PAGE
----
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"Make It New"

Ezra Pound was certainly onto something when he coined one of his most famous phrases in 1916:  "Make it new."  What the world didn't realize was that it was conceiving something completely revolutionary, a second renaissance of sorts.  With the advent of modernism as a viable theory came hundreds of new artists from all over the world who all took Pound's advice to heart.  Whether they painted with oil or words, these artists paved the way for the rest of the 20th century and all the chaos and disorder that would ensue.  Modernism gave way to Postmodernism, and regardless if you spell it with the hyphen or not, you'll agree that it's a major shift from the safety of Modern ideals.  While we study this shift in literature, we will concern ourselves with one of the hallmarks of Postmodern literature:  Gardner's Grendel.  This is my absolute favorite unit to teach, and by the end of the unit, you'll understand why.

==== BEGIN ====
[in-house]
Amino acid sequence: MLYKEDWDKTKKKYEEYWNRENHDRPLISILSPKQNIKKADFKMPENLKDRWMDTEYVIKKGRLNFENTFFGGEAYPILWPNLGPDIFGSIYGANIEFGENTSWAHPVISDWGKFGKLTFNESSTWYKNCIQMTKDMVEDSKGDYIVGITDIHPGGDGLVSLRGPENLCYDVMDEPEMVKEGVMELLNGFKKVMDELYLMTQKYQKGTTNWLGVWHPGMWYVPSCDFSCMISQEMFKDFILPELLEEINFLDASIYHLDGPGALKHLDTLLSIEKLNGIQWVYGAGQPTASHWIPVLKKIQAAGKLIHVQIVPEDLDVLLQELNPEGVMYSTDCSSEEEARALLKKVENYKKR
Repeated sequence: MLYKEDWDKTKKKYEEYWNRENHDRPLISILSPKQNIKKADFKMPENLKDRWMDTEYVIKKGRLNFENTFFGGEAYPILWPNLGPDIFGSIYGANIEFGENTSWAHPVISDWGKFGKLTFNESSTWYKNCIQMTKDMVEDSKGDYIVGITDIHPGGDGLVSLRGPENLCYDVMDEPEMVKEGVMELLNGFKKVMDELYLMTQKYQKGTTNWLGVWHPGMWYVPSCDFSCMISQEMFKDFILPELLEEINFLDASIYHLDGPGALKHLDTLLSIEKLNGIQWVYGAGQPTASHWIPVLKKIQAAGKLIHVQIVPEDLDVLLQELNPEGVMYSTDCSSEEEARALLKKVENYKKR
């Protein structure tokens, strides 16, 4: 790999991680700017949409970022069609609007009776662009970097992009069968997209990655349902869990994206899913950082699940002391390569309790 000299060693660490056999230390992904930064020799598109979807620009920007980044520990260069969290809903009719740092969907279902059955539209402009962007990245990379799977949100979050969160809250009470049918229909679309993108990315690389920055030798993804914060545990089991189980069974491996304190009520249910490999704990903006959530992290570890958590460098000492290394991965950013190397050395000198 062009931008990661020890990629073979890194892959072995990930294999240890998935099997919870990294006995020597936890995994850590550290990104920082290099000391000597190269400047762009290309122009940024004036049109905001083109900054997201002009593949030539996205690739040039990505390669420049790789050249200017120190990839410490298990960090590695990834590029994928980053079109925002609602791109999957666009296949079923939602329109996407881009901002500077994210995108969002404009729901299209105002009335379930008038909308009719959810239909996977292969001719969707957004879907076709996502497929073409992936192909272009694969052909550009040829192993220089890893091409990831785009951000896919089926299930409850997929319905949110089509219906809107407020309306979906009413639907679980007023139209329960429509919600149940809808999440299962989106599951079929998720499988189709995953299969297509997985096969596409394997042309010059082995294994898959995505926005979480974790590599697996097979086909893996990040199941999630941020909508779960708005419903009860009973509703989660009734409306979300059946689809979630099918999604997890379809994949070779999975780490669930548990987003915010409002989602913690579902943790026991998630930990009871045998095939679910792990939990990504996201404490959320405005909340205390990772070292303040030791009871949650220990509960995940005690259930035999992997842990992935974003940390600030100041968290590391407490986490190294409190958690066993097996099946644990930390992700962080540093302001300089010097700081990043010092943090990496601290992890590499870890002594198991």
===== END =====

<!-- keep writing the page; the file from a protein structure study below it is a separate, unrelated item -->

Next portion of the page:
Context Resources

Literature Resources

"Allegory of the Cave" Selection

"Allegory of the Cave" Questions

"Sailing to Byzantium" (Yeats)

"The Love-Song of J. Alfred Prufrock" (Eliot)

Prufrock Epigraph and Questions

"A Few Don'ts" (Pound)

Grendel Resources

Grendel (Philosophy) Terms

Grendel Journal Prompts

Grendel Chs 1-3 Quotes

Devonian Fish Explanation

Grendel Essay Topics

"Evildoer" (Smithsonian)

"Evildoer" Questions


Grendel Response Quotes

Grendel Seminar Questions

Grendel Seminar Replacement Assignment


Study Guides

Postmodernism Exam Review